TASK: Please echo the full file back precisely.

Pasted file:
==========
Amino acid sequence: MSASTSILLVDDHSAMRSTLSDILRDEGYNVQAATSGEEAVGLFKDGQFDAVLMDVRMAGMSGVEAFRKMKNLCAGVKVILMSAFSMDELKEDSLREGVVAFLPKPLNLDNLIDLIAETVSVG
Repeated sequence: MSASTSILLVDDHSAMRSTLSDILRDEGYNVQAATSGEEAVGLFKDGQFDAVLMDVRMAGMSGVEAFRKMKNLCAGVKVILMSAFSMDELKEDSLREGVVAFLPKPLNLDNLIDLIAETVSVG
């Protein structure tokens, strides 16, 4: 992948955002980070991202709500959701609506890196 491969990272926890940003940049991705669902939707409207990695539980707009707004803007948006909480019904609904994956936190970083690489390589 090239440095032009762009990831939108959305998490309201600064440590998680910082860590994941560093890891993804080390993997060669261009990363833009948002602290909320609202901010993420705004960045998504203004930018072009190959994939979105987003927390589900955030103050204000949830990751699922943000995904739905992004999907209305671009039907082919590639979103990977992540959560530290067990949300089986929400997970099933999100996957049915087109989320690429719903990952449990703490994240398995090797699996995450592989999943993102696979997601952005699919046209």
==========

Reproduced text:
Amino acid sequence: MSASTSILLVDDHSAMRSTLSDILRDEGYNVQAATSGEEAVGLFKDGQFDAVLMDVRMAGMSGVEAFRKMKNLCAGVKVILMSAFSMDELKEDSLREGVVAFLPKPLNLDNLIDLIAETVSVG
Repeated sequence: MSASTSILLVDDHSAMRSTLSDILRDEGYNVQAATSGEEAVGLFKDGQFDAVLMDVRMAGMSGVEAFRKMKNLCAGVKVILMSAFSMDELKEDSLREGVVAFLPKPLNLDNLIDLIAETVSVG
């Protein structure tokens, strides 16, 4: 992948955002980070991202709500959701609506890196 491969990272926890940003940049991705669902939707409207990695539980707009707004803007948006909480019904609904994956936190970083690489390589 090239440095032009762009990831939108959305998490309201600064440590998680910082860590994941560093890891993804080390993997060669261009990363833009948002602290909320609202901010993420705004960045998504203004930018072009190959994939979105987003927390589900955030103050204000949830990751699922943000995904739905992004999907209305671009039907082919590639979103990977992540959560530290067990949300089986929400997970099933999100996957049915087109989320690429719903990952449990703490994240398995090797699996995450592989999943993102696979997601952005699919046209």